[quote type=”center”]”It’s almost impossible to photograph in the red light district,” she explains. “It’s a whole separate society within itself. I mean, you just walk down that one lane and it’s another world.”[/quote]
But something happened that took her venture down a whole new path:
“As soon as I enter the brothels I met the children…”
These remarkable little people swept her off her feet and she decided to try and see the world through their eyes. The documentary is the chronicle of eight children that she worked with and what she discovered as they opened up to her. A moment of truth arrives when one of the young girls confides
“The women ask me, ‘When are you going to join the line?’ The say it won’t be long.”
Zana realizes she needs to do something to try and get these children out of the brothels and into a safe place where they can thrive. Her response, and the adventures in photography and life that she experienced in Calcutta, are captured in this remarkable 2004 film.
Jyoti Kalash: Bringing Hope To Brothel Children
In west India, a group of dedicated people are have made it their life goal to reach the brothel kids and offer them hope. “Jyoti Kalash” is committed long term to making a real difference in the lives of these brothel children of Mumbai, India’s largest city. These are children of trafficked women–commercial sex workers–and this NGO is committed to providing them a “safe place” to grow up. Justice For Youth made contact with Vera Fernandes who works with JK. You can read more about Vera and what she is doing to help these kids by clicking the link below:
[button link=”http://advocacy.justiceforyouth.org/reaching-the-brothel-children/” newwindow=”yes”] Reaching The Brothel Children[/button]
We posed a few questions to Kelly, one of the founders and CEO of Justice For Youth. Kelly is a busy man who travels extensively and has a lot of responsibilities, and we appreciate him taking the time to give some candid answers.
JFY: Tell us briefly about yourself.
Kelly: I am married and have two children. My wife is from the USA and I am from Canada. We currently live in Eastern Europe.
JFY: When did the vision of Justice For Youth first begin to germinate, and what finally brought you to the point of launching it?
Kelly: In 2005, we started to hear of the growing problem of trafficking in Eastern Europe and began to do some research into human trafficking statistics. After reading the book, The Natashas and visiting some related web sites, we became horrified and knew that something had to be done to stop modern day slavery. We learned that some of these young people were even kidnapped off the streets and had to ask ourselves, ‘what would we do if that was our child?’ Justice for Youth was born.
JFY: With so many organizations focused on human trafficking and poverty today, why start another one? And why Justice For Youth?
Kelly: If you compare the number of organizations to the need, you would see that we are all still scratching the surface. It’s like a farmer trying to till 1000 acres of land with one hoe! The problem is growing and Justice for Youth was created to bring hope to children and youth at risk around the world.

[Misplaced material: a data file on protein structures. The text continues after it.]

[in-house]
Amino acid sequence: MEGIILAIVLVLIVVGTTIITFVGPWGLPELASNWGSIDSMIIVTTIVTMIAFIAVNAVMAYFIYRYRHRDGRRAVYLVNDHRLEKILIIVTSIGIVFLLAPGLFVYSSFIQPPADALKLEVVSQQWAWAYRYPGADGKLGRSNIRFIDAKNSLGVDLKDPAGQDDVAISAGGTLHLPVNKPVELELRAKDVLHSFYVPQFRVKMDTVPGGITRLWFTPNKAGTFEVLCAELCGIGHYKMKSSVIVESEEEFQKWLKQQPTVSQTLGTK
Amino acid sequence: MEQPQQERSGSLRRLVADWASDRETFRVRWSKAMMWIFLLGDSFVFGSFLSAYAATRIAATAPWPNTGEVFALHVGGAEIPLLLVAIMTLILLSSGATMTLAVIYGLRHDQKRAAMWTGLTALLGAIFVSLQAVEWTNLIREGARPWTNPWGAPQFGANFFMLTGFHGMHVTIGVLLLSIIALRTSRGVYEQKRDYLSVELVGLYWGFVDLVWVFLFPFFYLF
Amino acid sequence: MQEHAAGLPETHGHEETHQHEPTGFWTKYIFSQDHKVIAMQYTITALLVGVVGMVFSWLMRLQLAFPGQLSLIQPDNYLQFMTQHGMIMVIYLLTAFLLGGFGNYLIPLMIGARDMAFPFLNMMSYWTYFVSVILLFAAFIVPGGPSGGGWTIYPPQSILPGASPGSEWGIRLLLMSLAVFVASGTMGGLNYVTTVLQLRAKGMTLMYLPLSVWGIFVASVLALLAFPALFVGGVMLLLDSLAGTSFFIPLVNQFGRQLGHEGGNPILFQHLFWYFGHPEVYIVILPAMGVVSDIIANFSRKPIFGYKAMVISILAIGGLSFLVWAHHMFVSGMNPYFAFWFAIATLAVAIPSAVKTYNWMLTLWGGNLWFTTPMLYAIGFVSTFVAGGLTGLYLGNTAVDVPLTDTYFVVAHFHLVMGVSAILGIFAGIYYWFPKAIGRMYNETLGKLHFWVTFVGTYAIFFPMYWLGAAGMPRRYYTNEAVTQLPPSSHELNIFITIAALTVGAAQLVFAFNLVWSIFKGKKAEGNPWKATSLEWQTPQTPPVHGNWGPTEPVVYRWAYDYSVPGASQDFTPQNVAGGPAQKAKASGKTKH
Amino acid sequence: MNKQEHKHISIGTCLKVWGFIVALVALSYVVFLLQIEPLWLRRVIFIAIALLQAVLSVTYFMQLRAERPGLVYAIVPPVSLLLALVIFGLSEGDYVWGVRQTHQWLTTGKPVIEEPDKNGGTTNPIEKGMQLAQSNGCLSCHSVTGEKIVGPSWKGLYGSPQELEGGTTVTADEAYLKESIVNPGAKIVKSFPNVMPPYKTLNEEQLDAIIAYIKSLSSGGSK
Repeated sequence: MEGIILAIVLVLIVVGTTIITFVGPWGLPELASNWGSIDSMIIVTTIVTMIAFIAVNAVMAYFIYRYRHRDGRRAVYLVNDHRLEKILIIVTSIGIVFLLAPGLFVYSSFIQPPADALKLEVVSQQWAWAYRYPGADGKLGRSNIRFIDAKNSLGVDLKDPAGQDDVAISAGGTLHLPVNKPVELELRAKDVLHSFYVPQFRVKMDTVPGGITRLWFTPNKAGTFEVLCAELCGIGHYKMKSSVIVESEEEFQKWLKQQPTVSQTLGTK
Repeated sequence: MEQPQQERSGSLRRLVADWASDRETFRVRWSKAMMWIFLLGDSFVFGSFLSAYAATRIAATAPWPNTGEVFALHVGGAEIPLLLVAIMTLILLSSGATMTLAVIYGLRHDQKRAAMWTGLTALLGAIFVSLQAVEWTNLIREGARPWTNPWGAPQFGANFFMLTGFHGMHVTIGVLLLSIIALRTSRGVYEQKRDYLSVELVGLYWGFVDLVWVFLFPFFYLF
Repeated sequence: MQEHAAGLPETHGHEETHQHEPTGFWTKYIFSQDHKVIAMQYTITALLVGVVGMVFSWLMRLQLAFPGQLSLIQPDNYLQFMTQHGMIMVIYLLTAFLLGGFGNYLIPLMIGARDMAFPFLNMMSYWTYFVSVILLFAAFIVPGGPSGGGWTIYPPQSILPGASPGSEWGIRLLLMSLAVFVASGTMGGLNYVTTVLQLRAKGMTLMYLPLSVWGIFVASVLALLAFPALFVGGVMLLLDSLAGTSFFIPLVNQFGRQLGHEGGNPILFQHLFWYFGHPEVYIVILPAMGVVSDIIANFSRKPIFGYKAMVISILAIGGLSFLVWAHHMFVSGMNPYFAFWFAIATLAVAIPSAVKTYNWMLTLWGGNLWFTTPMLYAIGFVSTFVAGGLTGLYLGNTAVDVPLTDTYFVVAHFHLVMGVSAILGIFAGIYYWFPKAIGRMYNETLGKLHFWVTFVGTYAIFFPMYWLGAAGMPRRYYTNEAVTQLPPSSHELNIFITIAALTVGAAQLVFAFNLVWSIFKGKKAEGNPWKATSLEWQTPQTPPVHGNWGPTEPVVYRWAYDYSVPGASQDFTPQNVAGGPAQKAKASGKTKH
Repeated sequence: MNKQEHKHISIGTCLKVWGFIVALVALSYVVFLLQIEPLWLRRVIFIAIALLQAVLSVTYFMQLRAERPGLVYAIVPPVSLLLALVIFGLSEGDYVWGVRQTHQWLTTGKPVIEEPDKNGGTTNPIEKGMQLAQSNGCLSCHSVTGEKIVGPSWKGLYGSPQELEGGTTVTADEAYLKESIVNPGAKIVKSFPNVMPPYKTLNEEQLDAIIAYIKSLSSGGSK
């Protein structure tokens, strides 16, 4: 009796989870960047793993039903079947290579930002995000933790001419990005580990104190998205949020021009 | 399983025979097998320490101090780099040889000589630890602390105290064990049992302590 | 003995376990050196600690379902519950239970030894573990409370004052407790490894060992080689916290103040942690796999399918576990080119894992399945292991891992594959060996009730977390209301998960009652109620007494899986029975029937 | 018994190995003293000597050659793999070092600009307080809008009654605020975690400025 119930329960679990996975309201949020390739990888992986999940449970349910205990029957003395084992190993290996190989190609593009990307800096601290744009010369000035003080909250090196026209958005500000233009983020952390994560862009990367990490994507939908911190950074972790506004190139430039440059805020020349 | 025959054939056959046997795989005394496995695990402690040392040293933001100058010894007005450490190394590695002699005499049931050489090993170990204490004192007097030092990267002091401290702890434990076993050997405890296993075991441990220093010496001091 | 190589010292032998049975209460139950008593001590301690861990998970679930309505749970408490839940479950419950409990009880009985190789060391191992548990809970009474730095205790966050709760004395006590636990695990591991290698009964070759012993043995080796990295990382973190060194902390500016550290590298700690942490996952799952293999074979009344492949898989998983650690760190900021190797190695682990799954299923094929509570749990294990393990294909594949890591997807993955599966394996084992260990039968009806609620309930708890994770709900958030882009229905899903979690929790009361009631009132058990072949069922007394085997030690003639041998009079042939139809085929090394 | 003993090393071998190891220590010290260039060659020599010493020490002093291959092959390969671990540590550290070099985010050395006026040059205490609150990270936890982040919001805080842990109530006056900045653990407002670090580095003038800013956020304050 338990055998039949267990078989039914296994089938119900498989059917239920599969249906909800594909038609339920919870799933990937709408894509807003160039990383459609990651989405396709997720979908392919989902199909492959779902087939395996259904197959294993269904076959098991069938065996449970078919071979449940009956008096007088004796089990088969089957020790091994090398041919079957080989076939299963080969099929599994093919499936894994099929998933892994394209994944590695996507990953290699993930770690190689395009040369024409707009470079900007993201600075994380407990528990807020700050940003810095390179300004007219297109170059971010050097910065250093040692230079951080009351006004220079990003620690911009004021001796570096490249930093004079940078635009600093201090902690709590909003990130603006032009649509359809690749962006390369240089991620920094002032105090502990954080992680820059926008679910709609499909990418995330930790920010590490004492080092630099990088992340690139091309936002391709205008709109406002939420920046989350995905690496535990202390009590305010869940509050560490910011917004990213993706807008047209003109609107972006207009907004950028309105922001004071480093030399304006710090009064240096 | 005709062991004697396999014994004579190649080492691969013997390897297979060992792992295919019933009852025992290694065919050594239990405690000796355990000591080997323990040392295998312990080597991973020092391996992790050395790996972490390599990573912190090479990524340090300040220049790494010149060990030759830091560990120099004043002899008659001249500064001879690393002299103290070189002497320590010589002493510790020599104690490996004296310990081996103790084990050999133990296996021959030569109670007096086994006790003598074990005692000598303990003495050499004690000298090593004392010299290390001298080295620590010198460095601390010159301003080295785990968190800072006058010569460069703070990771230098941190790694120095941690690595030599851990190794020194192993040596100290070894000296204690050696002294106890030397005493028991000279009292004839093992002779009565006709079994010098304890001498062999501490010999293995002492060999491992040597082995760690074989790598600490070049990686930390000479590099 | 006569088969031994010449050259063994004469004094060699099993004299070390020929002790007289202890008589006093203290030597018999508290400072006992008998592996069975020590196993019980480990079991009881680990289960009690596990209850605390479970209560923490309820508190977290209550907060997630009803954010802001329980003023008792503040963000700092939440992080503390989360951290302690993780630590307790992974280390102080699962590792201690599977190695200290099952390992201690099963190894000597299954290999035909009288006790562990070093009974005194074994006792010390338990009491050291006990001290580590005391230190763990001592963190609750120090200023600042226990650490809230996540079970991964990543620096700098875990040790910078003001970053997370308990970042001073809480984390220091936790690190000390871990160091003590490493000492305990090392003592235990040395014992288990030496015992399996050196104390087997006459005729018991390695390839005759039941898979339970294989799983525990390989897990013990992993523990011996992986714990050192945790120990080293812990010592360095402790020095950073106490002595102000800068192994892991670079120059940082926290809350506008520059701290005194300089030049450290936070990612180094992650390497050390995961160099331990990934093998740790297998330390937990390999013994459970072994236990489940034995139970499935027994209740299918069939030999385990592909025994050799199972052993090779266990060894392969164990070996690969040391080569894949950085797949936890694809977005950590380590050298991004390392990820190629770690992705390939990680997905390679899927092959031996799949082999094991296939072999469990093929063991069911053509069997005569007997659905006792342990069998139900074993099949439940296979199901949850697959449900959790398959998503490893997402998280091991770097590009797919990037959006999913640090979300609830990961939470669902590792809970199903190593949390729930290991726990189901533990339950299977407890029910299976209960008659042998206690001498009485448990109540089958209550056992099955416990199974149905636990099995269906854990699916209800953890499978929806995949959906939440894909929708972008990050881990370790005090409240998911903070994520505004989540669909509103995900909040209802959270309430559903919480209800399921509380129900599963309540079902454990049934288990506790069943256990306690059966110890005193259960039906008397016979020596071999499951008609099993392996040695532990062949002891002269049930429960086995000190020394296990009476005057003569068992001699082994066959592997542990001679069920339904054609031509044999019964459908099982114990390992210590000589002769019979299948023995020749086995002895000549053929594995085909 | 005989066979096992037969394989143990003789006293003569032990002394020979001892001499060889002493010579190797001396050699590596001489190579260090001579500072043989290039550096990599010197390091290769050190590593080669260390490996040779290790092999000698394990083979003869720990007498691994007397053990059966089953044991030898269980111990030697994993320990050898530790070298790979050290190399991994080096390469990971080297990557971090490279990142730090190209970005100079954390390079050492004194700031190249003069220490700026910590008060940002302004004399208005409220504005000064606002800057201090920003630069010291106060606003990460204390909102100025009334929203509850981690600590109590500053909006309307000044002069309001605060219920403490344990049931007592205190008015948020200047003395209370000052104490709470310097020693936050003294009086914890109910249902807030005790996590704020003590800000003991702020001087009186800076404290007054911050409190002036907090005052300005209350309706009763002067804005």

JFY: If you were given a blank piece of paper and told that whatever you wrote on it for Justice For Youth would become true in 5 years, what would you write?
Kelly: I would love to see modern day slavery reduced to a low percentage in Eastern Europe with strict laws enforced for offenders. I would also like to see this campaign be so in the forefront of society that it becomes no longer a secret and ill-informed social evil. Of course, I would also like to see hope for orphaned children through quality homes, new families and innovative education that prepares them not just for life but for success in life!
[quote]I would like to see a lot of things and I do believe that millions of children and youth will be influenced by our projects— but I would also do all of this for just one child if I knew we could save that child from the horror of trafficking, a life-long battle with HIV/AIDS, a homeless childhood or the damaging effects of poverty! [/quote]
JFY: Is there any particular story or encounter that has particular meaning to you in relation to the vision of Justice For Youth?
Kelly: A number of years ago, my wife and I visited an orphanage in Western Ukraine and learned that they were receiving $1 per child per month from the government. The facilities were run down, the children were dirty and the food was scarce. We began to ask ourselves, what can be done? Secondly, during the last 5 years, I have traveled to a number of countries across Eastern Europe, Asia and the Middle East and have noticed young, single, attractive girls on the flights who’s faces seemed cold and eye’s frightened. I knew that these girls were being trafficked but I didn’t know what to do about it. Now I know and I believe that a movement of JFYers around the world can, together, make a difference in the lives of many, many young people.